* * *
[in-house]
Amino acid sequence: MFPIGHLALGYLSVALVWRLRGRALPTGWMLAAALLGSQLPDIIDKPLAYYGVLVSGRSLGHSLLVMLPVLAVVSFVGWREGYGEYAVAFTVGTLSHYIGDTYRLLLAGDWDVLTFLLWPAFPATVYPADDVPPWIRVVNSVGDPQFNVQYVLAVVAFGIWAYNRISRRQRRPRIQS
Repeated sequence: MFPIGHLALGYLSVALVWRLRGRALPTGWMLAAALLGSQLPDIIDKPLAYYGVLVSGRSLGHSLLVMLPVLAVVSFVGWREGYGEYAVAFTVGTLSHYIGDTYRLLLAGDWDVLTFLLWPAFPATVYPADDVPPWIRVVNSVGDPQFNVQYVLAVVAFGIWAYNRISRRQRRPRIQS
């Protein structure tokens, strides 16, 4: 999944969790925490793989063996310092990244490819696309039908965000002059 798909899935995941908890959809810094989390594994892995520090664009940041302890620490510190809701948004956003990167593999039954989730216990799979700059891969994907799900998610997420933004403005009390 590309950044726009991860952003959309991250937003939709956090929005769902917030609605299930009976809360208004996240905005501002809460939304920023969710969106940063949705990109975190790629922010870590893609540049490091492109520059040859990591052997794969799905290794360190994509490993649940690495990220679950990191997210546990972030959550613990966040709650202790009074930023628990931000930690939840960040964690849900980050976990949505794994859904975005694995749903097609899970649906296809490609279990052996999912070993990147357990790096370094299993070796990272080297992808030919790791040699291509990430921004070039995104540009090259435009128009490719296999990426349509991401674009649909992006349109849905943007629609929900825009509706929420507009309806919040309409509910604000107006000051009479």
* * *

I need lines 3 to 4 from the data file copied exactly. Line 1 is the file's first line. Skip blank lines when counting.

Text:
Repeated sequence: MFPIGHLALGYLSVALVWRLRGRALPTGWMLAAALLGSQLPDIIDKPLAYYGVLVSGRSLGHSLLVMLPVLAVVSFVGWREGYGEYAVAFTVGTLSHYIGDTYRLLLAGDWDVLTFLLWPAFPATVYPADDVPPWIRVVNSVGDPQFNVQYVLAVVAFGIWAYNRISRRQRRPRIQS
């Protein structure tokens, strides 16, 4: 999944969790925490793989063996310092990244490819696309039908965000002059 798909899935995941908890959809810094989390594994892995520090664009940041302890620490510190809701948004956003990167593999039954989730216990799979700059891969994907799900998610997420933004403005009390 590309950044726009991860952003959309991250937003939709956090929005769902917030609605299930009976809360208004996240905005501002809460939304920023969710969106940063949705990109975190790629922010870590893609540049490091492109520059040859990591052997794969799905290794360190994509490993649940690495990220679950990191997210546990972030959550613990966040709650202790009074930023628990931000930690939840960040964690849900980050976990949505794994859904975005694995749903097609899970649906296809490609279990052996999912070993990147357990790096370094299993070796990272080297992808030919790791040699291509990430921004070039995104540009090259435009128009490719296999990426349509991401674009649909992006349109849905943007629609929900825009509706929420507009309806919040309409509910604000107006000051009479």